Sexual Harassment

Posted by Poppy Behrens on Jun 1, 2018 12:00:00 AM

Not Just In Hollywood Or In Congress

Over the last few months, the country has certainly seen a significant renewed focus on the issue of sexual harassment in the workplace. Many would have said that the problem wouldn’t spread to the self-storage industry, but just as quickly a story was released about a self-storage operator in Oklahoma who was accused of sexual harassment against seven woman who were his tenants.

Sexual harassment is a form of sex discrimination as outlined under Title VII of the Civil Rights Act of 1964. There are two recognized forms of sexual harassment; one being a type of “quid pro quo” scenario where a supervisor demands a subordinate tolerate sexual harassment as a condition of keeping their job (or tenancy). The second is the existence of a hostile or abusive work environment where conduct can be either verbal or physical, is frequent, and is improperly tolerated.

From a legal perspective the discussion should be about workplace education and training as well as proper procedures for reporting claims and managing the investigation and discipline regarding such claims. The business liability exposure to these claims is such that not only can the perpetrator be liable, but the company can as well, depending on what the company knew about the conduct and what it did to stop the harassment. Companies must have a sexual harassment policy in place for their business, no matter what the size. Although only companies with fifteen or more employees are subject to the federal laws for Title VII claims, smaller companies may still be held liable under applicable state laws relating to sexual harassment liability. There must be sufficient training relating to sexual harassment so that employees can be educated about proper behavior in the workplace as well as the procedures in place in case an incident occurs.

The EEOC’S Guidelines encourage employers to take all steps necessary to prevent sexual harassment from occurring, such as affirmatively raising the subject, expressing strong disapproval, developing appropriate sanctions, informing employees of their right to raise and how to raise the issue of harassment under Title VII, and developing methods to sensitize all concerned. An employer’s anti-harassment policy should make clear that the employer will not tolerate harassment based on race, sex, religion, national origin, age, disability, or genetic information, or harassment based on opposition to discrimination or participation in complaint proceedings. The policy should also state that the employer will not tolerate retaliation against anyone who complains of harassment or who participates in an investigation. An effective preventive program should include an explicit policy against sexual harassment that is clearly and regularly communicated to employees and effectively implemented. The employer should affirmatively raise the subject with all supervisory and non-supervisory employees, express strong disapproval, and explain the sanctions for harassment. The employer should also have a procedure for resolving sexual harassment complaints. The procedure should be designed to “encourage victims of harassment to come forward”, and should not require a victim to complain first to the offending supervisor.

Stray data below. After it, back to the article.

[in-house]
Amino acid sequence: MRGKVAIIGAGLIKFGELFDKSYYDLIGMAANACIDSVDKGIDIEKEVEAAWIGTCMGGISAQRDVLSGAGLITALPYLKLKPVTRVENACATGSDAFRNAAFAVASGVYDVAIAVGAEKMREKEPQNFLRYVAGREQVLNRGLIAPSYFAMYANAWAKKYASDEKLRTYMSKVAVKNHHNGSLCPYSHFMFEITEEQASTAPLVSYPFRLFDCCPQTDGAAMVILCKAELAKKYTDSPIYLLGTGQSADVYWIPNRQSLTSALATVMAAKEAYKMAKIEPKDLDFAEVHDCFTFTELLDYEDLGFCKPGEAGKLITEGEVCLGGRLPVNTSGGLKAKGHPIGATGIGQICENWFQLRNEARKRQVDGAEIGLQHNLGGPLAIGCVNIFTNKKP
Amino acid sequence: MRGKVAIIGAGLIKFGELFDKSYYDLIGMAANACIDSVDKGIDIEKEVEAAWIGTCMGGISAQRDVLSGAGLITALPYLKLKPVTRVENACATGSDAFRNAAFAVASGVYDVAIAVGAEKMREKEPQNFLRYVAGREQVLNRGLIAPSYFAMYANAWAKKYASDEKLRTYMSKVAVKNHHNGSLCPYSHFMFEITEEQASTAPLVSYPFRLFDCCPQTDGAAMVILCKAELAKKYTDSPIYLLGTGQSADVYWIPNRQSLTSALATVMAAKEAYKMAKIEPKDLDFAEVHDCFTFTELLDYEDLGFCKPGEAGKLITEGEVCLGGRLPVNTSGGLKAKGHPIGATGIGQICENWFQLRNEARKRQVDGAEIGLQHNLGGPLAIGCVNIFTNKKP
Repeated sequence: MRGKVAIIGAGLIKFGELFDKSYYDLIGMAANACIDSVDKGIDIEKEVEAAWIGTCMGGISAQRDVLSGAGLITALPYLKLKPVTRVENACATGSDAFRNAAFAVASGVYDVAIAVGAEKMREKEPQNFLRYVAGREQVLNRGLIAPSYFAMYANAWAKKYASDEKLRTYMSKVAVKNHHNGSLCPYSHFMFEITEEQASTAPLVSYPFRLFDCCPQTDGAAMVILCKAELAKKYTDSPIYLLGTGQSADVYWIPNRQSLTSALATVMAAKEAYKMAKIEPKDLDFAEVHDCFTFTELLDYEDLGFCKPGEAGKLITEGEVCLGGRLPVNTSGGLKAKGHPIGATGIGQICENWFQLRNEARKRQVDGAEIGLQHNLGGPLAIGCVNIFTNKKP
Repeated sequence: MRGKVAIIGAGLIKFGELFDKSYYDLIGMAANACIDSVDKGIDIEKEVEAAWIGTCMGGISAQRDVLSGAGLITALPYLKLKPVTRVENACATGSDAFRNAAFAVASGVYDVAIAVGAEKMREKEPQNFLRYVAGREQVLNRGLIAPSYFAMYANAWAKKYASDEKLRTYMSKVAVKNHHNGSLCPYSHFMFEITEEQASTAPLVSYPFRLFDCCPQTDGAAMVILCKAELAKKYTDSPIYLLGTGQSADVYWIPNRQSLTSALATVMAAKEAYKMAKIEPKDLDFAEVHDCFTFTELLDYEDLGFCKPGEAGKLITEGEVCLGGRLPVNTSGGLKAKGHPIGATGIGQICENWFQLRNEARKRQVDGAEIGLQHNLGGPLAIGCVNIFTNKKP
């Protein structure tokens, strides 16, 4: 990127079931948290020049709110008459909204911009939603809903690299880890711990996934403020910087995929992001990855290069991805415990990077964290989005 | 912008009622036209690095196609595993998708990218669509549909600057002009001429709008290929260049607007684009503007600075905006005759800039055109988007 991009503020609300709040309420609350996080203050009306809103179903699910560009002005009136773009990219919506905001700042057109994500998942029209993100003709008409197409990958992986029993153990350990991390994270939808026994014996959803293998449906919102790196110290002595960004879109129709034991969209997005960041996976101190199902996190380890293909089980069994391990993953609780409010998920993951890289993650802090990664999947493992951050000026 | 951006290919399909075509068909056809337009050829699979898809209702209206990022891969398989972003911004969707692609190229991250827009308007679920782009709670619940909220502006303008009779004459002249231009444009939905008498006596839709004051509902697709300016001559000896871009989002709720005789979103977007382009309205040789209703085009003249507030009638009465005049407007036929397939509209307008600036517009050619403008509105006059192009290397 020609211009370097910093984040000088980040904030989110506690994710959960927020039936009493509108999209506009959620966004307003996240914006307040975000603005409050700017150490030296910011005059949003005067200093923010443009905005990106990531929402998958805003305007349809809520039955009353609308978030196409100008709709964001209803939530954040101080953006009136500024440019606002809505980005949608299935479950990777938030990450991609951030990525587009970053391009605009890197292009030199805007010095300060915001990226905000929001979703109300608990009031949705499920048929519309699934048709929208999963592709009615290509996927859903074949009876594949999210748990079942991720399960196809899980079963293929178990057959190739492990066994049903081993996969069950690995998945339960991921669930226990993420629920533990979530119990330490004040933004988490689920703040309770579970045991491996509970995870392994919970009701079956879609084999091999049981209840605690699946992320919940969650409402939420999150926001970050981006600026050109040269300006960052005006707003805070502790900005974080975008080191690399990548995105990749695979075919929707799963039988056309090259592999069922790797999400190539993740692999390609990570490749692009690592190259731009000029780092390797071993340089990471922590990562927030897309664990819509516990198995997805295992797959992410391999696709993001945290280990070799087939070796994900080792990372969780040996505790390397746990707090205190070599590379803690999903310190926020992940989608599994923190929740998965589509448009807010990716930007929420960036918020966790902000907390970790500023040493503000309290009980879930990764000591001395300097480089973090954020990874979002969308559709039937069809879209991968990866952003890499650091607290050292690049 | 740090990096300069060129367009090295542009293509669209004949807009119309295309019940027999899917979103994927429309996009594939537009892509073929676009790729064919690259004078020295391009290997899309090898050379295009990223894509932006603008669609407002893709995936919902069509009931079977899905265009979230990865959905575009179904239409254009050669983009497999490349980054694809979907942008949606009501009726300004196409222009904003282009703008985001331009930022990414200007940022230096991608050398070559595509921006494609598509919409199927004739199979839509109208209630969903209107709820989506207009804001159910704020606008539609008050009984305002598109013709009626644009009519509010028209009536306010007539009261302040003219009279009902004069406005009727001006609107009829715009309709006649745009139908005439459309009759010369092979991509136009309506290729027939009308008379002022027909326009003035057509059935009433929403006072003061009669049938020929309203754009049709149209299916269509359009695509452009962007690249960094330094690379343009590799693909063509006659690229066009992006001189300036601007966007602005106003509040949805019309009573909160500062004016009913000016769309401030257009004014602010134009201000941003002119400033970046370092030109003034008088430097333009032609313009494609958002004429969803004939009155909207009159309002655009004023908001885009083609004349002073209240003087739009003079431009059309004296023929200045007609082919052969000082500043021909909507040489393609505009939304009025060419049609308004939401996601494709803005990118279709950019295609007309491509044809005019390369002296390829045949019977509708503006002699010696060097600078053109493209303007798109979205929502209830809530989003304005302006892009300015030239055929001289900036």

It is recommended that, if an employee believes that he or she has been subject to sexual harassment, the situation should first be addressed with the harasser, if possible. If that does not suffice, the employee should be able to report the incident to their supervisor or to the appropriate human resource representative. Claims and witness statements should also be prepared in writing, and all inquiries and investigations should be treated confidentially. Once reported, the company must expeditiously investigate the matter, including seeking the cooperation of the police if the matter is criminal.

If the employee does not obtain a sufficient remedy after reporting the harassment, they must be given the right to pursue their claims with the EEOC, without the risk of retaliatory treatment. It makes sense to wait to see if the company corrects the harassment behavior before an employee files a charge with the EEOC. However, if management does not act promptly to investigate a complaint and undertake corrective action, then it may be appropriate to file a charge. The deadline for filing an EEOC charge is either 180 or 300 days after the last date of alleged harassment, depending on the state in which the allegation arises. This deadline is not extended because of an employer’s internal investigation of the complaint.

Finally, employees who violate the sexual harassment policy must be subject to appropriate discipline, including the risk of termination.

Scott Zucker is a partner in the law firm of Weissmann Zucker Euster Morochnik & Garber, P.C. in Atlanta, Georgia.